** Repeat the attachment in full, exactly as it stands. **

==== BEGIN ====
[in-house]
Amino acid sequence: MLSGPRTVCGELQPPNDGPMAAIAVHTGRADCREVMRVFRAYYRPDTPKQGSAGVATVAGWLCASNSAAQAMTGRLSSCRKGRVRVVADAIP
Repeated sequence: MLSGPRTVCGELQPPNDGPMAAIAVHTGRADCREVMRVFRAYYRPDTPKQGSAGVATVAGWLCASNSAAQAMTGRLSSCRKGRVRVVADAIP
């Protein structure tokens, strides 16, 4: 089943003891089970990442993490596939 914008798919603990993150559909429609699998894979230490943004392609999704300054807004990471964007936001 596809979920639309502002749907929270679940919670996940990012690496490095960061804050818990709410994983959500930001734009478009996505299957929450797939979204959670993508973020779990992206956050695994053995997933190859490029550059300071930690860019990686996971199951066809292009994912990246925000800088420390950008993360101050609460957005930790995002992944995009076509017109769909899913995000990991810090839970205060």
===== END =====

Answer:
[in-house]
Amino acid sequence: MLSGPRTVCGELQPPNDGPMAAIAVHTGRADCREVMRVFRAYYRPDTPKQGSAGVATVAGWLCASNSAAQAMTGRLSSCRKGRVRVVADAIP
Repeated sequence: MLSGPRTVCGELQPPNDGPMAAIAVHTGRADCREVMRVFRAYYRPDTPKQGSAGVATVAGWLCASNSAAQAMTGRLSSCRKGRVRVVADAIP
């Protein structure tokens, strides 16, 4: 089943003891089970990442993490596939 914008798919603990993150559909429609699998894979230490943004392609999704300054807004990471964007936001 596809979920639309502002749907929270679940919670996940990012690496490095960061804050818990709410994983959500930001734009478009996505299957929450797939979204959670993508973020779990992206956050695994053995997933190859490029550059300071930690860019990686996971199951066809292009994912990246925000800088420390950008993360101050609460957005930790995002992944995009076509017109769909899913995000990991810090839970205060």